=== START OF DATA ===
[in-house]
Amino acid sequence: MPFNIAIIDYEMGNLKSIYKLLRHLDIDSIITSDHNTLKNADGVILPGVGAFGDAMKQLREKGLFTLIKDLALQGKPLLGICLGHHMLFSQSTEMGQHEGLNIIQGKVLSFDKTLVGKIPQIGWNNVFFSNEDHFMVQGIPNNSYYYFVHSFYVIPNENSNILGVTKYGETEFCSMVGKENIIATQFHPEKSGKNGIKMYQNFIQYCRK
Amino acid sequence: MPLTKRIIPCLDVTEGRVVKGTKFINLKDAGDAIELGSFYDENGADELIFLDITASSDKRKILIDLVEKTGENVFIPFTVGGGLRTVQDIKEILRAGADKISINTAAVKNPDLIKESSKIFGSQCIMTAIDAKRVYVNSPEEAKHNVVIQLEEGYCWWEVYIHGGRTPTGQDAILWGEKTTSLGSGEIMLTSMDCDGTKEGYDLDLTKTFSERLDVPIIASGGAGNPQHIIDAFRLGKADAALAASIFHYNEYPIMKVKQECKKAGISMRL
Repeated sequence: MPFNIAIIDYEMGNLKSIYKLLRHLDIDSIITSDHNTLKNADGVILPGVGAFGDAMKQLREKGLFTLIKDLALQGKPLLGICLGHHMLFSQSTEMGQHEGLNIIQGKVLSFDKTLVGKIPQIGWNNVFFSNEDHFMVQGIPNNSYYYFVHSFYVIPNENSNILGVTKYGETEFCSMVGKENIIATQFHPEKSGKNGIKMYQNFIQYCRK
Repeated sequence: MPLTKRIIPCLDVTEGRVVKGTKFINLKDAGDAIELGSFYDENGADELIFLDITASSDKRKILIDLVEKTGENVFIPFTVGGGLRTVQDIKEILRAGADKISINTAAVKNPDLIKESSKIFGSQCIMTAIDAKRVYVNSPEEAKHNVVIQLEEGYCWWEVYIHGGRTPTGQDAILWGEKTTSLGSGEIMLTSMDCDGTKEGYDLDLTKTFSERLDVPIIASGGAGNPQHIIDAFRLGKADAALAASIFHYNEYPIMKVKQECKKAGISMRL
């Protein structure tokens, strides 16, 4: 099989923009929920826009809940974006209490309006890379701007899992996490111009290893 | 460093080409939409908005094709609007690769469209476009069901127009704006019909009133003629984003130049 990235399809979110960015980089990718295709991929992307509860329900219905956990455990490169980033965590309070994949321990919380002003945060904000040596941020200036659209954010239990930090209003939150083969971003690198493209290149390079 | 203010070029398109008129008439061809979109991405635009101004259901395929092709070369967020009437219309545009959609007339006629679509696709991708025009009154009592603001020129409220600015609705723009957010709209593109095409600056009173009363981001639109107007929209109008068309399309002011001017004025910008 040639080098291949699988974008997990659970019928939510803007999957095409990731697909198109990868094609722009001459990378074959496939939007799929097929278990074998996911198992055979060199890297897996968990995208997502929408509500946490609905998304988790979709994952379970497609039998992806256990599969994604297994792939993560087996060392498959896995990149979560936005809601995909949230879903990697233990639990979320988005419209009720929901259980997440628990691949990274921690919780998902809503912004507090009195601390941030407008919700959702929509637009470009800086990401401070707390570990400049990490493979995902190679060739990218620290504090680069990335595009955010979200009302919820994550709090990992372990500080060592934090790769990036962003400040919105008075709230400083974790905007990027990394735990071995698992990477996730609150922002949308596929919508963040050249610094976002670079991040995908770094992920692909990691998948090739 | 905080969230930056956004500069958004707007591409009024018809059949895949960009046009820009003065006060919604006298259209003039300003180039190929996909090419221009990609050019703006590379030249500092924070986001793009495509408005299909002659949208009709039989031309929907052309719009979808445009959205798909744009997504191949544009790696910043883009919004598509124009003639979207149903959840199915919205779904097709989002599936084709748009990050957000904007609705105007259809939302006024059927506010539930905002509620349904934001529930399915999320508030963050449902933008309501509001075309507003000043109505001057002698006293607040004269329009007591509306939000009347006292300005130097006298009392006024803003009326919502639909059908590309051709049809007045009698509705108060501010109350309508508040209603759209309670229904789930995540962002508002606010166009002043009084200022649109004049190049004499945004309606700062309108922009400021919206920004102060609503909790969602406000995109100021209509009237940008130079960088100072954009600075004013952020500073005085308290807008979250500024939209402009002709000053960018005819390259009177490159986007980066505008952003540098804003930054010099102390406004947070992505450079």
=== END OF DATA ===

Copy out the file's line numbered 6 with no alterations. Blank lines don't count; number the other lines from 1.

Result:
């Protein structure tokens, strides 16, 4: 099989923009929920826009809940974006209490309006890379701007899992996490111009290893 | 460093080409939409908005094709609007690769469209476009069901127009704006019909009133003629984003130049 990235399809979110960015980089990718295709991929992307509860329900219905956990455990490169980033965590309070994949321990919380002003945060904000040596941020200036659209954010239990930090209003939150083969971003690198493209290149390079 | 203010070029398109008129008439061809979109991405635009101004259901395929092709070369967020009437219309545009959609007339006629679509696709991708025009009154009592603001020129409220600015609705723009957010709209593109095409600056009173009363981001639109107007929209109008068309399309002011001017004025910008 040639080098291949699988974008997990659970019928939510803007999957095409990731697909198109990868094609722009001459990378074959496939939007799929097929278990074998996911198992055979060199890297897996968990995208997502929408509500946490609905998304988790979709994952379970497609039998992806256990599969994604297994792939993560087996060392498959896995990149979560936005809601995909949230879903990697233990639990979320988005419209009720929901259980997440628990691949990274921690919780998902809503912004507090009195601390941030407008919700959702929509637009470009800086990401401070707390570990400049990490493979995902190679060739990218620290504090680069990335595009955010979200009302919820994550709090990992372990500080060592934090790769990036962003400040919105008075709230400083974790905007990027990394735990071995698992990477996730609150922002949308596929919508963040050249610094976002670079991040995908770094992920692909990691998948090739 | 905080969230930056956004500069958004707007591409009024018809059949895949960009046009820009003065006060919604006298259209003039300003180039190929996909090419221009990609050019703006590379030249500092924070986001793009495509408005299909002659949208009709039989031309929907052309719009979808445009959205798909744009997504191949544009790696910043883009919004598509124009003639979207149903959840199915919205779904097709989002599936084709748009990050957000904007609705105007259809939302006024059927506010539930905002509620349904934001529930399915999320508030963050449902933008309501509001075309507003000043109505001057002698006293607040004269329009007591509306939000009347006292300005130097006298009392006024803003009326919502639909059908590309051709049809007045009698509705108060501010109350309508508040209603759209309670229904789930995540962002508002606010166009002043009084200022649109004049190049004499945004309606700062309108922009400021919206920004102060609503909790969602406000995109100021209509009237940008130079960088100072954009600075004013952020500073005085308290807008979250500024939209402009002709000053960018005819390259009177490159986007980066505008952003540098804003930054010099102390406004947070992505450079």